25 Types of Yammer Posts GETTING STARTED FEED

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25 Types of Yammer Posts GETTING STARTED FEED THE CONVERSATION Ask a question: Try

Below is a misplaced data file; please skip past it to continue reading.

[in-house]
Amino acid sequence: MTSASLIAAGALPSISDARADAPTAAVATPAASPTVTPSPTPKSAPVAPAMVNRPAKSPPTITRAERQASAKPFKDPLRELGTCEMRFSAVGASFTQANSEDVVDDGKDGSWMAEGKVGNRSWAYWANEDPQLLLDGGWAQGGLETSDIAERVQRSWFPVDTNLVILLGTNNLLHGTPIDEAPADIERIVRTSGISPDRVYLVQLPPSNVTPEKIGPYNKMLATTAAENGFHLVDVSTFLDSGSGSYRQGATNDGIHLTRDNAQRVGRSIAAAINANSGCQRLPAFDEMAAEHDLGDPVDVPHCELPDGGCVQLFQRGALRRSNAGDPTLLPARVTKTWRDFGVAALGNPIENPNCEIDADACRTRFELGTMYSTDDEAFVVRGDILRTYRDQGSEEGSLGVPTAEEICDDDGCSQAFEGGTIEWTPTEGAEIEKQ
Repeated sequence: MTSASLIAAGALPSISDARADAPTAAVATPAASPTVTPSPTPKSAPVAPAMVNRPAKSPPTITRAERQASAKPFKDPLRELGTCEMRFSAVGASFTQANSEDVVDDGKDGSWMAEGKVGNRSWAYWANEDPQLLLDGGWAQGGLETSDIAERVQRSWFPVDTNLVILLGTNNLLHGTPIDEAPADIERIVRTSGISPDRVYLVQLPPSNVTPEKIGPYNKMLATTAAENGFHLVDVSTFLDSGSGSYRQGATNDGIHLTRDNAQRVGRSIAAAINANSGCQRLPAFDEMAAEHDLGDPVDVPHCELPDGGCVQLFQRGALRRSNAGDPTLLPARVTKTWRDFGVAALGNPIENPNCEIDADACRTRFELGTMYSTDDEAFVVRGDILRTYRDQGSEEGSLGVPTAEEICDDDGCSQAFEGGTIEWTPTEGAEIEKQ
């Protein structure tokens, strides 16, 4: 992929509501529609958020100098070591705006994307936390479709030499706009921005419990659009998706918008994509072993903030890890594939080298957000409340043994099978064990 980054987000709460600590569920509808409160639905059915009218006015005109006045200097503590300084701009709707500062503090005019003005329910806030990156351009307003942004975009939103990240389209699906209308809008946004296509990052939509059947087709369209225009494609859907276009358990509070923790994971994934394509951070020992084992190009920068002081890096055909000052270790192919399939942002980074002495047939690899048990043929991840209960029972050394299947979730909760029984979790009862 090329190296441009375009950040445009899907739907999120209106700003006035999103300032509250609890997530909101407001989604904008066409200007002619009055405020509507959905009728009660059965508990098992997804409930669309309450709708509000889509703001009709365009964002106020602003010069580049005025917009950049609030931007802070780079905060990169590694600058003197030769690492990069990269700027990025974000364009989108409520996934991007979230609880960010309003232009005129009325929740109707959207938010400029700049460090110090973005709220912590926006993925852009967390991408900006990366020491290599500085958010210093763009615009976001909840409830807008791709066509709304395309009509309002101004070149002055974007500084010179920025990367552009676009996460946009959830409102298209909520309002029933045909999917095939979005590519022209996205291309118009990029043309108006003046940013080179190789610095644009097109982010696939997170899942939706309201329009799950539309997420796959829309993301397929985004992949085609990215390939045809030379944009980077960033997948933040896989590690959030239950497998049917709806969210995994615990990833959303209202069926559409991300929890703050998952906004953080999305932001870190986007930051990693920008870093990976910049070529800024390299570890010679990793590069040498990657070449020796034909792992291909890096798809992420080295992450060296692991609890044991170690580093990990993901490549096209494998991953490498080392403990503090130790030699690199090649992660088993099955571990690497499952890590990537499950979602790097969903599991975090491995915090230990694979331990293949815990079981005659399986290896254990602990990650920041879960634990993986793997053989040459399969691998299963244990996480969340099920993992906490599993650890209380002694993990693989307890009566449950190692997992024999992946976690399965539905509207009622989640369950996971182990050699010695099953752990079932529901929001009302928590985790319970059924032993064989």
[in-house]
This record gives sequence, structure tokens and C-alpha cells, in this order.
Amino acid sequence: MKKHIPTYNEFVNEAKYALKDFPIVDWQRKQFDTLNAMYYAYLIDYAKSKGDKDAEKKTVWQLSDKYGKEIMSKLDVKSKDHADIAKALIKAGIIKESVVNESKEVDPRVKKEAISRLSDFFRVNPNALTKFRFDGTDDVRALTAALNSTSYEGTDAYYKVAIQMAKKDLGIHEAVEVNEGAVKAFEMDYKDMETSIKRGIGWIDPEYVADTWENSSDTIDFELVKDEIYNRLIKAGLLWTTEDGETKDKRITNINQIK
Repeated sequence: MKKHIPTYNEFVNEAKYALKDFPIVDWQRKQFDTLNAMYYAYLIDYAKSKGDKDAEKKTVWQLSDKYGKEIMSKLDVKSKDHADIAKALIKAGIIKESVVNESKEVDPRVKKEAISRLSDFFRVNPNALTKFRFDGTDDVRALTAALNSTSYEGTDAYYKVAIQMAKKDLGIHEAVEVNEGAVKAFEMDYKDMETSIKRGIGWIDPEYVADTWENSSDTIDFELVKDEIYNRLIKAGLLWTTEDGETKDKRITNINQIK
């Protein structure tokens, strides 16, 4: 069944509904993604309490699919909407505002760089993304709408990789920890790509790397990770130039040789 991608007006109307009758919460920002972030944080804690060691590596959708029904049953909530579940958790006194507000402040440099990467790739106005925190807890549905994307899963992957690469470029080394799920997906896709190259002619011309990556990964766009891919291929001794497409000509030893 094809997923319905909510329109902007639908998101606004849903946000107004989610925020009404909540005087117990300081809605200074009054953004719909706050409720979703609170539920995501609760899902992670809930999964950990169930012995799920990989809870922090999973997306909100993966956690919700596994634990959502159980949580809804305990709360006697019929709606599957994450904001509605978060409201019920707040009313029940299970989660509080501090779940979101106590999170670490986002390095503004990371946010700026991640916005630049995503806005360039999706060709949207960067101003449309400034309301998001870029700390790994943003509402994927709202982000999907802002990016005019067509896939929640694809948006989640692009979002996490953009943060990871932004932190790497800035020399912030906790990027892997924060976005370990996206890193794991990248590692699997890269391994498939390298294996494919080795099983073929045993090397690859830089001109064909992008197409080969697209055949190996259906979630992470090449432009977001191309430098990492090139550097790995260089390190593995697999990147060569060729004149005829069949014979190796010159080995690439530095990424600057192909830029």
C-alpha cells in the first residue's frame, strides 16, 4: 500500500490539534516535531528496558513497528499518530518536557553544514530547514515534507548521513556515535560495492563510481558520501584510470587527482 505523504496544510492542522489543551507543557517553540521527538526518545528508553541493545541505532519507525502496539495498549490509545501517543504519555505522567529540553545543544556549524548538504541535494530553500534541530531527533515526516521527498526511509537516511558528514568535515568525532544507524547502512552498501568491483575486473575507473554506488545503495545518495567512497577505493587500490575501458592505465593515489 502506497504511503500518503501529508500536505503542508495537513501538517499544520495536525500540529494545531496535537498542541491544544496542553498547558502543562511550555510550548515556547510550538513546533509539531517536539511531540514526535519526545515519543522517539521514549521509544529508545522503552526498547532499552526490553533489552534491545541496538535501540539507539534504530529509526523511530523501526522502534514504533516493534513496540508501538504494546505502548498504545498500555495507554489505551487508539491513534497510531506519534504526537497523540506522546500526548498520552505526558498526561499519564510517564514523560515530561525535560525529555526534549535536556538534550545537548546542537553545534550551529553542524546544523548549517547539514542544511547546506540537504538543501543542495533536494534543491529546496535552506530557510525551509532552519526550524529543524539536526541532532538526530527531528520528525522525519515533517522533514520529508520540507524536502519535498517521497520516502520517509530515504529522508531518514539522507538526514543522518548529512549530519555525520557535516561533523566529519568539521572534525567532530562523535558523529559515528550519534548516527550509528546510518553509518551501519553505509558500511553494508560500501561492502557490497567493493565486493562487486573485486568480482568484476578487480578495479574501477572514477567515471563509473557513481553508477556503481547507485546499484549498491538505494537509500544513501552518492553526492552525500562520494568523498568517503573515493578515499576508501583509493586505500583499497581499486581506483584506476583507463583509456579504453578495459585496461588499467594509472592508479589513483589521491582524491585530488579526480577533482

25 Types of Yammer Posts GETTING STARTED FEED THE CONVERSATION Ask a question: Try to get answers everyone needs to move their work forward. 2. This might be helpful: Add a useful file to the conversation (of course, can be done in any message). 3. 1. 4. 5. 6. 7. 8. DISCUSS YOUR WORK 11. Meeting scheduling: Arrange to talk offline (only if necessary). Remember that you can do stand-ups on Yammer. 12. Volunteer/assign: Volunteer to help or assign people to tasks to move work forward. 13. Set/suggest deadlines: Even if there isn’t a hard deadline. 9. 10. Explanation: An explanation of or a question about a project, problem, event, change, etc. Also, what you’re looking to get from your coworkers—answers, ideas, help, feedback, volunteers, tips, etc. Confirmation (by the thread starter): “Yes, that’s exactly right. ” “No, what I meant was…” Acknowledgement: Recognizing whomever has brought the project or improvement, etc. thus far if it’s not a brand new project or concept. Add other important people: Once the goal has been outlined and confirmed, it might make sense to cc: other stakeholders who would be more useful from this point on. Then they can easily catch up on the conversation before it’s 55 messages deep. You forgot this!: Chime in with relevant points that were accidentally overlooked or that are integral to the goal specified in a post. Get everyone back on topic: Just in case some people get carried away with “what we forgot” or any other tangent. Use this post type to bring focus back to the conversation. Chiming in: Or stepping on the thread starter’s toes, expounding/confirming on their behalf. “Yeah, but I think she’s also saying/implying…” Reaffirm/amplify: “I really like what Jeff said about X. Can we/let’s add that to…” 14. Post meeting notes: As well as deadlines and who’s responsible for what if decided offline in a meeting. 15. Expose blockers: These might come up later. Don’t be afraid to reopen the conversation when they arise. 16. Measure progress: Likely an answer to the follow up post, but not necessarily. 17. Suggesting the backup plan/more feasible plan: Someone has to do it. 18. Follow up: Check in on your coworkers’ progress. 19. Breakdown/summary: Summarize for the thread starter what he or she said/requested (So you’re saying… is that right, John? ) to make sure everyone is on the same page. 20. Make a decision: If you have jurisdiction. When there are 2 million possibilities or a this-or-that question, make a decision. Ask if anyone has good reason to object (concerns), and leave the question open long enough for any concerns to trickle in. SUMMING UP 21. Stand-up: You check in about your own progress (or lack thereof). 22. Retro: How did everyone do? Overall? First try? Second try? How can the team improve? 23. Give feedback: When someone posts part of their work, help them make it better. 24. Metrics talk: Ask the group, “How will we know/measure if we’re/it is successful? ” Or just suggest metrics. 25. Measure success: Or failure. How did it go?